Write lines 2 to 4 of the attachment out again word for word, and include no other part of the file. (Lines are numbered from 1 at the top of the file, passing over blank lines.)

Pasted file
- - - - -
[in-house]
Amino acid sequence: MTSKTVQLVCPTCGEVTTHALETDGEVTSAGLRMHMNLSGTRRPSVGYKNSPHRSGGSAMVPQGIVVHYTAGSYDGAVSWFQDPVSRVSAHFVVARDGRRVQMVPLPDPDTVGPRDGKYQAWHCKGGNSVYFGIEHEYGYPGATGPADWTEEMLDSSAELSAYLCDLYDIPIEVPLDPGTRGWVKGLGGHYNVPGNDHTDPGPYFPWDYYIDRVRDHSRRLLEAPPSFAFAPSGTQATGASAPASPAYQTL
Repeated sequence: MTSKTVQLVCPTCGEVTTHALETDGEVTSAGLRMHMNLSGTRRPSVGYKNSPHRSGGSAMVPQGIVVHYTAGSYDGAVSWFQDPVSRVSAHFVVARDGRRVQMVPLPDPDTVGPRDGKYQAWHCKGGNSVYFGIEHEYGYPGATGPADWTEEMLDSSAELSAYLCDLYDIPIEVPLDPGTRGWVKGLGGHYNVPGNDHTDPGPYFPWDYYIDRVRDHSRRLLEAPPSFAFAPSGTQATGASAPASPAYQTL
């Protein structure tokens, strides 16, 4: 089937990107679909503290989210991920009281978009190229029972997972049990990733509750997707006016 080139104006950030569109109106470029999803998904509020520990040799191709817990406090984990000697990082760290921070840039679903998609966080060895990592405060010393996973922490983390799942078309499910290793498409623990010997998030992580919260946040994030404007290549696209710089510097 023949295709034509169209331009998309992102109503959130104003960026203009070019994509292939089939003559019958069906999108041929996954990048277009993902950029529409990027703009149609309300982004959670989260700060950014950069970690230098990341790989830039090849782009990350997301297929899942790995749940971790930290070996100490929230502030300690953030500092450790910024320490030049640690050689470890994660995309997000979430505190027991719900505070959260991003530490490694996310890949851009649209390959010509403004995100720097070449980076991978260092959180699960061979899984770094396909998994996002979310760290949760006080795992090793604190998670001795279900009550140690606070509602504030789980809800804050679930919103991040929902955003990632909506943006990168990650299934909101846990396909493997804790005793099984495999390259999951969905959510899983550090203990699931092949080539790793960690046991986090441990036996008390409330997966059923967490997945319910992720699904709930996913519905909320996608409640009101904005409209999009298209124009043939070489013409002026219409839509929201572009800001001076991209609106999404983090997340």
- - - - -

Amino acid sequence: MTSKTVQLVCPTCGEVTTHALETDGEVTSAGLRMHMNLSGTRRPSVGYKNSPHRSGGSAMVPQGIVVHYTAGSYDGAVSWFQDPVSRVSAHFVVARDGRRVQMVPLPDPDTVGPRDGKYQAWHCKGGNSVYFGIEHEYGYPGATGPADWTEEMLDSSAELSAYLCDLYDIPIEVPLDPGTRGWVKGLGGHYNVPGNDHTDPGPYFPWDYYIDRVRDHSRRLLEAPPSFAFAPSGTQATGASAPASPAYQTL
Repeated sequence: MTSKTVQLVCPTCGEVTTHALETDGEVTSAGLRMHMNLSGTRRPSVGYKNSPHRSGGSAMVPQGIVVHYTAGSYDGAVSWFQDPVSRVSAHFVVARDGRRVQMVPLPDPDTVGPRDGKYQAWHCKGGNSVYFGIEHEYGYPGATGPADWTEEMLDSSAELSAYLCDLYDIPIEVPLDPGTRGWVKGLGGHYNVPGNDHTDPGPYFPWDYYIDRVRDHSRRLLEAPPSFAFAPSGTQATGASAPASPAYQTL
């Protein structure tokens, strides 16, 4: 089937990107679909503290989210991920009281978009190229029972997972049990990733509750997707006016 080139104006950030569109109106470029999803998904509020520990040799191709817990406090984990000697990082760290921070840039679903998609966080060895990592405060010393996973922490983390799942078309499910290793498409623990010997998030992580919260946040994030404007290549696209710089510097 023949295709034509169209331009998309992102109503959130104003960026203009070019994509292939089939003559019958069906999108041929996954990048277009993902950029529409990027703009149609309300982004959670989260700060950014950069970690230098990341790989830039090849782009990350997301297929899942790995749940971790930290070996100490929230502030300690953030500092450790910024320490030049640690050689470890994660995309997000979430505190027991719900505070959260991003530490490694996310890949851009649209390959010509403004995100720097070449980076991978260092959180699960061979899984770094396909998994996002979310760290949760006080795992090793604190998670001795279900009550140690606070509602504030789980809800804050679930919103991040929902955003990632909506943006990168990650299934909101846990396909493997804790005793099984495999390259999951969905959510899983550090203990699931092949080539790793960690046991986090441990036996008390409330997966059923967490997945319910992720699904709930996913519905909320996608409640009101904005409209999009298209124009043939070489013409002026219409839509929201572009800001001076991209609106999404983090997340």